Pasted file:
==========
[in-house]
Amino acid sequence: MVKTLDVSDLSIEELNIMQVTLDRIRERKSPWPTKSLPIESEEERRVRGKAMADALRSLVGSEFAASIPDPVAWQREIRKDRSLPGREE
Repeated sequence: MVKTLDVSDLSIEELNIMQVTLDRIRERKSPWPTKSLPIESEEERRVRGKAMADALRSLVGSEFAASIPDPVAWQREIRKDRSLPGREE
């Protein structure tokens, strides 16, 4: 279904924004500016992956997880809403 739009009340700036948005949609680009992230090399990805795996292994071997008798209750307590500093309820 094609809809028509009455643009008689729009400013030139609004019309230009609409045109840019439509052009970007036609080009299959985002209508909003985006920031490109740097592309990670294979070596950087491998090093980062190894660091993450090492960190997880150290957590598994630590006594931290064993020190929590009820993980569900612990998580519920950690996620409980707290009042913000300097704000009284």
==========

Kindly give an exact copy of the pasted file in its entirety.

[in-house]
Amino acid sequence: MVKTLDVSDLSIEELNIMQVTLDRIRERKSPWPTKSLPIESEEERRVRGKAMADALRSLVGSEFAASIPDPVAWQREIRKDRSLPGREE
Repeated sequence: MVKTLDVSDLSIEELNIMQVTLDRIRERKSPWPTKSLPIESEEERRVRGKAMADALRSLVGSEFAASIPDPVAWQREIRKDRSLPGREE
């Protein structure tokens, strides 16, 4: 279904924004500016992956997880809403 739009009340700036948005949609680009992230090399990805795996292994071997008798209750307590500093309820 094609809809028509009455643009008689729009400013030139609004019309230009609409045109840019439509052009970007036609080009299959985002209508909003985006920031490109740097592309990670294979070596950087491998090093980062190894660091993450090492960190997880150290957590598994630590006594931290064993020190929590009820993980569900612990998580519920950690996620409980707290009042913000300097704000009284």